Research to Remember
A study ruled out breastfeeding as a means for mother-infant transmission of hepatitis C virus (HCV). Breastmilk samples and serum samples from 73 breastfeeding mothers with HCV were taken within approximately one week of each other. Serum samples from the women's 76 newborns were taken during the first week of life and again when they were between one and three months old. All the infants were breastfed. All maternal serum was found positive for HCV antibodies; none of the breastmilk samples were confirmed positive for HCV RNA. Seventy-five of the infants tested negative with each test, and one tested positive for HCV RNA at 27 days old. It took three to 28 months for the infants to lose maternal antibodies.
— American Family Physician, March 1, 2000
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During pregnancy, the weight of the growing uterus causes the spine to overload every day. The stretching pelvis adds risk of injury to the spine, and also weakens core muscles. Building core stability is essential before, during and after pregnancy. The "core" consists of all the muscles that support the spine. "Stability" refers to the capacity of the body to maintain and/or return to a state of equilibrium.
With repetitive strain and injury to deep muscles, as well as weak abdominal muscles, the body compensates by developing movement patterns to protect the injured muscles and restore equilibrium. Instead of stimulating the deep muscles to provide stability to the spine, the nervous system recruits the superficial muscles. This can lead to muscular tension, further injury and weakening of the core. To change the pattern, an individual must increase awareness and move the spine slowly and consciously. This activates the movement centers of the brain and helps retrain the deep muscles to become the first responders in establishing core stability.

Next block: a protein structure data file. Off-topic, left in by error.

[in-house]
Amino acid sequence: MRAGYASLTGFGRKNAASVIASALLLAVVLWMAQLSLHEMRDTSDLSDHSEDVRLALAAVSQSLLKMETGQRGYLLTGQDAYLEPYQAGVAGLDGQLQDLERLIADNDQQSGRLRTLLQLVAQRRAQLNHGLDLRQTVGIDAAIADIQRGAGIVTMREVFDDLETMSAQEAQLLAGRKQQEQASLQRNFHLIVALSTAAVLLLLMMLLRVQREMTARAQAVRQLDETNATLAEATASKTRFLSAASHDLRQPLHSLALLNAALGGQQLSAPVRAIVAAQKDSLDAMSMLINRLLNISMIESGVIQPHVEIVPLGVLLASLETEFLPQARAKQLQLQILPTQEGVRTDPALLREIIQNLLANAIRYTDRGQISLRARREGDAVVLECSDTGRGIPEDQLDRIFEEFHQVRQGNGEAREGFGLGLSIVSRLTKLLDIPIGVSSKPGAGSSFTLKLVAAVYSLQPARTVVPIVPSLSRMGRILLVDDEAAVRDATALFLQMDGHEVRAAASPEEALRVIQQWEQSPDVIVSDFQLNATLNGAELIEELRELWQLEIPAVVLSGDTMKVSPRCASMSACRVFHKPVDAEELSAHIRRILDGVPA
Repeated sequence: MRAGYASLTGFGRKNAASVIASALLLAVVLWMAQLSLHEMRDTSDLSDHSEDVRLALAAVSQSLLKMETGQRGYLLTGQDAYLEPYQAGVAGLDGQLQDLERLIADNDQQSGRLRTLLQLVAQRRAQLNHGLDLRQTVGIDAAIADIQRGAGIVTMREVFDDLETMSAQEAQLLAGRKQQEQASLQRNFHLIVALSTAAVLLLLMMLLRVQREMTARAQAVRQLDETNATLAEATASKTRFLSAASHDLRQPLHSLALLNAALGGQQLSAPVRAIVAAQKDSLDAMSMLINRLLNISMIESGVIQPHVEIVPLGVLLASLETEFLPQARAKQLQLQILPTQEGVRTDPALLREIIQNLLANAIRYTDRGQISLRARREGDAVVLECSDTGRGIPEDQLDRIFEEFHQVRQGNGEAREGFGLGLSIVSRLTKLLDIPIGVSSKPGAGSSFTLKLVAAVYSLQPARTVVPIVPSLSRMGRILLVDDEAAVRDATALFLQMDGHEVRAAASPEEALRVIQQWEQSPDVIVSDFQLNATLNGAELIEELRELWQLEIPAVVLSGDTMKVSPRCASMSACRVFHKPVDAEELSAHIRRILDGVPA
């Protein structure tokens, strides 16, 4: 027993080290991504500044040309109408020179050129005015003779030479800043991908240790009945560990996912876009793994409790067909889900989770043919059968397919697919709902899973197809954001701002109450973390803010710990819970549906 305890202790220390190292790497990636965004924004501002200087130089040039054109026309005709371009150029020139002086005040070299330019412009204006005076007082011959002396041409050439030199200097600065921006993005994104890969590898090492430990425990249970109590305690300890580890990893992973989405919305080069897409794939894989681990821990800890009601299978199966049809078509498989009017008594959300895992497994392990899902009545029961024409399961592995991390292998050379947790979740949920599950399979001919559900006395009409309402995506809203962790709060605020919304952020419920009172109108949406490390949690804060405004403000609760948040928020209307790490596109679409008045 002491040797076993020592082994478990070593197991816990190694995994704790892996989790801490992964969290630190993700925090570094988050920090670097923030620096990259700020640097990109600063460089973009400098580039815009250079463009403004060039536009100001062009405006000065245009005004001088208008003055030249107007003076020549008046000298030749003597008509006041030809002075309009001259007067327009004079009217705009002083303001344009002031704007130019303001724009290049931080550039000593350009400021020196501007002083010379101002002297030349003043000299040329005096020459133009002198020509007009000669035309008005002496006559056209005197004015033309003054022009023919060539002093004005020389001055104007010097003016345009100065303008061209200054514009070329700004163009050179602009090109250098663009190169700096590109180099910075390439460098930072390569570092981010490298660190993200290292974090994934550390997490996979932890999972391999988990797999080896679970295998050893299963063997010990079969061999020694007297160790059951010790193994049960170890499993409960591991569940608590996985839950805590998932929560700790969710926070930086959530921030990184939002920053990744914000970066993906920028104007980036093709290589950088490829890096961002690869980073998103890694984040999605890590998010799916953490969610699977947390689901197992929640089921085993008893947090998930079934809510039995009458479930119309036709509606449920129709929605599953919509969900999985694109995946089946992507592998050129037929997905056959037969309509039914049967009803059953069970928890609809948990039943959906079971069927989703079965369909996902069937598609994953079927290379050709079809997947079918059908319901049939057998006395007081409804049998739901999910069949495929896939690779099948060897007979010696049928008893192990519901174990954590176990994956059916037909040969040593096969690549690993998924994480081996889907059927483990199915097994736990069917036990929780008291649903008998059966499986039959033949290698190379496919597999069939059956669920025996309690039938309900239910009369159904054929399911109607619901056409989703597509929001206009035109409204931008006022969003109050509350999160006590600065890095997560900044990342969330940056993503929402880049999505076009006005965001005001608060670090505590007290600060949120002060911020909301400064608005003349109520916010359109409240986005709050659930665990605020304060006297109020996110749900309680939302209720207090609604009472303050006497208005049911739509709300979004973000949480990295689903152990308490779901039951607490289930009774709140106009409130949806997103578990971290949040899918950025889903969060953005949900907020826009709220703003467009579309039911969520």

As long as the spine is aligned and deep muscles activated, weight is evenly distributed through each spinal disc, which is the ideal shock-absorbing position. In this way, the spine can carry heavy loads without damage.
Deep muscles typically form bundles, which attach from one vertebra to another, from one vertebra to several vertebrae or from the vertebra to the rib cage. Small muscles located close to the bone exert little force and are constantly working to maintain or recover proper alignment. Located closer to the skin, superficial muscles are larger and more powerful and span greater distances than deep muscles. Superficial muscles in the torso help perform large movements requiring full range of motion as well as actions of the spine. Many people have back problems because they have underdeveloped deep muscles in the torso. When a person with underdeveloped deep muscles tries to maintain an erect posture, the superficial muscles take over, which causes them to spasm or create discomfort.
The following yoga poses for expectant and new moms will strengthen and stabilize the core as well as reduce lower back discomfort.
- Comfortably sit, stand or lie on the back (first trimester and postpartum women only). Perform a posterior pelvic tilt and hold this position.
- Inhale deeply, expanding the belly. During the exhale, pull the belly button toward the spine. Repeat 12 times, rest and repeat again 12 times.
Rounded Cat Stretch
- Got to hands and knees position; make sure back is straight.